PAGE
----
Thursday, November 15, 2012
Rena S. Miller
Analyst in Financial Economics
Kathleen Ann Ruane
The financial crisis implicated the over-the-counter (OTC) derivatives market as a major source of systemic risk. A number of firms used derivatives to construct highly leveraged speculative positions, which generated enormous losses that threatened to bankrupt not only the firms themselves but also their creditors and trading partners. Hundreds of billions of dollars in government credit were needed to prevent such losses from cascading throughout the system. AIG was the best-known example, but by no means the only one.
Equally troublesome was the fact that the OTC market depended on the financial stability of a dozen or so major dealers. Failure of a dealer would have resulted in the nullification of trillions of dollars worth of contracts and would have exposed derivatives counterparties to sudden risk and loss, exacerbating the cycle of deleveraging and withholding of credit that characterized the crisis. During the crisis, all the major dealers came under stress, and even though derivatives dealing was not generally the direct source of financial weakness, a collapse of the $600 trillion OTC derivatives market was imminent absent federal intervention. The first group of Troubled Asset Relief Program (TARP) recipients included nearly all the large derivatives dealers.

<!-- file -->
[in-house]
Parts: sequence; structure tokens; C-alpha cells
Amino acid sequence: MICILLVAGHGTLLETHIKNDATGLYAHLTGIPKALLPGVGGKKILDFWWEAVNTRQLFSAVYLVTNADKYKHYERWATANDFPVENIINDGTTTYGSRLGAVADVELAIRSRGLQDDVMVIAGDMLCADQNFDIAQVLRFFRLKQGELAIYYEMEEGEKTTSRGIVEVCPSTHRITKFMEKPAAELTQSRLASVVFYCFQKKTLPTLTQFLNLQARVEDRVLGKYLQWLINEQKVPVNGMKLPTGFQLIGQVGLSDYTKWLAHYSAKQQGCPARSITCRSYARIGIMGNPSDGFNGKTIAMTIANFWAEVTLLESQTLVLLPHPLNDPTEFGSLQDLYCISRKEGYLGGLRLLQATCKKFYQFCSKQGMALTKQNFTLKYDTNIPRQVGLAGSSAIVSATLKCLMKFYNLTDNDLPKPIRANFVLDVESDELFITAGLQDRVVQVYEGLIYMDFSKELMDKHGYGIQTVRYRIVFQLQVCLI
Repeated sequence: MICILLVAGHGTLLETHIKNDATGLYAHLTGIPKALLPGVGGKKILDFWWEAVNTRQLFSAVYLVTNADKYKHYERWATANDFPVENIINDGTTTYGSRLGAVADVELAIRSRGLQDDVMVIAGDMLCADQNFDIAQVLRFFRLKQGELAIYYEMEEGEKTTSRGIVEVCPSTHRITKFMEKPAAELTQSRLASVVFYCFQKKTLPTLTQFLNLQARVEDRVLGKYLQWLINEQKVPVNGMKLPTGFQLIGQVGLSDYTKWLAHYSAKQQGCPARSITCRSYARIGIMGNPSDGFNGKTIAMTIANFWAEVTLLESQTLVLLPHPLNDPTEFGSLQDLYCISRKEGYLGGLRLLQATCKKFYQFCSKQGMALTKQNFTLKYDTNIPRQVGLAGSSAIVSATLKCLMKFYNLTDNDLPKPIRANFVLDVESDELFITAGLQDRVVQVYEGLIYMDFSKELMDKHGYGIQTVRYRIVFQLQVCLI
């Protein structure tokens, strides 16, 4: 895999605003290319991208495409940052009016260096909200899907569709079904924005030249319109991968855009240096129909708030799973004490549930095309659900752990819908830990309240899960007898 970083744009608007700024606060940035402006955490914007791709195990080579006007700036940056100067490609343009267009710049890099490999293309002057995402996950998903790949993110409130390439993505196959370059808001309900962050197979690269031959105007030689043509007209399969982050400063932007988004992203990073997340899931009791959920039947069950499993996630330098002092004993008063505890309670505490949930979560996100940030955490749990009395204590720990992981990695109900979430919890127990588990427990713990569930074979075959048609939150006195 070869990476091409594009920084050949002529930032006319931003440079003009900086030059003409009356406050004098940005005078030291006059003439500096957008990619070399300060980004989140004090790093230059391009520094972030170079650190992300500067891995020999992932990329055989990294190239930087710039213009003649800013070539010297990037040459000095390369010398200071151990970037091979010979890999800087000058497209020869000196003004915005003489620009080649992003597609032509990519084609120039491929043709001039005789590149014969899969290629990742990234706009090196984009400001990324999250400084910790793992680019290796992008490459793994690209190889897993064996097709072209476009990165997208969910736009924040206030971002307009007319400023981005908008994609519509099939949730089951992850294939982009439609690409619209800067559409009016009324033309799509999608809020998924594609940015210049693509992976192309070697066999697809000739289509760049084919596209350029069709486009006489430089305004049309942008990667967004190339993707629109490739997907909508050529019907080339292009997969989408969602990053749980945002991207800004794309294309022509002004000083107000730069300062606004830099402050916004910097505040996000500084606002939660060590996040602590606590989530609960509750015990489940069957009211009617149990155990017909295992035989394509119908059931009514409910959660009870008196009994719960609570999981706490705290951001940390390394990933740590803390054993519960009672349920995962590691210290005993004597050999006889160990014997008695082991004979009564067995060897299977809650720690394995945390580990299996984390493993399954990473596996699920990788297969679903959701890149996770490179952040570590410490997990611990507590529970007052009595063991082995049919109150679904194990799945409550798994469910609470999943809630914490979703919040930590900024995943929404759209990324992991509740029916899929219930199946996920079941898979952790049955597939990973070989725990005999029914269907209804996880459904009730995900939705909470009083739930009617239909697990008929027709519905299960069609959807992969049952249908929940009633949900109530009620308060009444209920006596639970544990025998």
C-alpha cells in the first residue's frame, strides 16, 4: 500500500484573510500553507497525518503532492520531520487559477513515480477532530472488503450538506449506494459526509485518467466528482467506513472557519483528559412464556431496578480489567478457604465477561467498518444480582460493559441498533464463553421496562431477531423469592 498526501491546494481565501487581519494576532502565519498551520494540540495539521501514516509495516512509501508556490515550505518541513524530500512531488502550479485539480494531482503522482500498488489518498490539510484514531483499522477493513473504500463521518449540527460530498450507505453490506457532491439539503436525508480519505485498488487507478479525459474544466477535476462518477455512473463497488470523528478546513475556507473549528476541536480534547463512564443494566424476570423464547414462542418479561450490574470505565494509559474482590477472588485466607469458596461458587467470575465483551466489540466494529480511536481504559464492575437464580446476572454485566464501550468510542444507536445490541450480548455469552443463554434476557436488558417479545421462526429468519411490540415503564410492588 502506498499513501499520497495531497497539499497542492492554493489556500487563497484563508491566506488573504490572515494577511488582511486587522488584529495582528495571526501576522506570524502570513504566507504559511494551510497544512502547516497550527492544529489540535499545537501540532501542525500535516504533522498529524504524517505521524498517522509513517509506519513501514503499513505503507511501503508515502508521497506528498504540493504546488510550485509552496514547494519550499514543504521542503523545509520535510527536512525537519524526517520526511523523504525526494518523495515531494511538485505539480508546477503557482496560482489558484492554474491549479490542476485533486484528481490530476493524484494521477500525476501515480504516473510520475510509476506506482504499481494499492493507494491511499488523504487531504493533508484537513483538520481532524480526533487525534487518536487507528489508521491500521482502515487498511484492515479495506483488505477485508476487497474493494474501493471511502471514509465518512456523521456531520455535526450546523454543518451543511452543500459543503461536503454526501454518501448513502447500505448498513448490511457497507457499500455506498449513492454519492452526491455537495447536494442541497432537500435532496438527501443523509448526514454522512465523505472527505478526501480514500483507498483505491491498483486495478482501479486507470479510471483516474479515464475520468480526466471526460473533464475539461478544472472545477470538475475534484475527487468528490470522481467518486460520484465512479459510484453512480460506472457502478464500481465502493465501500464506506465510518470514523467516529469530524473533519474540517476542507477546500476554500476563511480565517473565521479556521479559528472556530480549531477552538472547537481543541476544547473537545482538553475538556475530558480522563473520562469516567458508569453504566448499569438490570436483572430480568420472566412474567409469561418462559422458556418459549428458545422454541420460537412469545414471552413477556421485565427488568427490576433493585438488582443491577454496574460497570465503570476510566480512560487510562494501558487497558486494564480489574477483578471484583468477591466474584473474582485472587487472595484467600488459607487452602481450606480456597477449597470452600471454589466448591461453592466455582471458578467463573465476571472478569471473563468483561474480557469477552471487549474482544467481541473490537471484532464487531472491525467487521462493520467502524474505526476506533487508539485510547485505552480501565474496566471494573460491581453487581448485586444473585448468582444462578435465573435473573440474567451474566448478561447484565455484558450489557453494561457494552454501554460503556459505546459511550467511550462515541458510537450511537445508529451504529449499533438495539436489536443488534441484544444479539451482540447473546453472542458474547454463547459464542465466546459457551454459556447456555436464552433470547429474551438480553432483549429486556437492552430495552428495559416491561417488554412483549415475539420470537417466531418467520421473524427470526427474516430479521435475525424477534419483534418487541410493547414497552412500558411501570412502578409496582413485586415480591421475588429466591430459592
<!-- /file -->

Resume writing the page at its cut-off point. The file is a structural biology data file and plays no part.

The Dodd-Frank Act (P.L. 111-203) sought to remake the OTC market in the image of the regulated futures exchanges. Crucial reforms include a requirement that swap contracts be cleared through a central counterparty regulated by one or more federal agencies. Clearinghouses require traders to put down cash (called initial margin) at the time they open a contract to cover potential losses, and require subsequent deposits (called maintenance margin) to cover actual losses to the position. The intended effect of margin requirements is to eliminate the possibility that any firm can build up an uncapitalized exposure so large that default would have systemic consequences (again, the AIG situation). The size of a cleared position is limited by the firm’s ability to post capital to cover its losses. That capital protects its trading partners and the system as a whole.
Swap dealers and major swap participants—firms with substantial derivatives positions—will be subject to margin and capital requirements above and beyond what the clearinghouses mandate. Swaps that are cleared will also be subject to trading on an exchange, or an exchange-like “swap execution facility,” regulated by either the Commodity Futures Trading Commission (CFTC) or the Securities and Exchange Commission (SEC), in the case of security-based swaps. All trades will be reported to data repositories, so that regulators will have complete information about all derivatives positions. Data on swap prices and trading volumes will be made public.
The Dodd-Frank Act provides exceptions to the clearing and trading requirements for commercial end-users, or firms that use derivatives to hedge the risks of their nonfinancial business operations. Regulators may also provide exemptions for smaller financial institutions. Even trades that are exempt from the clearing and exchange-trading requirements, however, will have to be reported to data repositories or directly to regulators.
This report describes some of the requirements placed on the derivatives market by the Dodd- Frank Act.
Date of Report: November 6, 2012
Number of Pages: 24
Order Number: R41398
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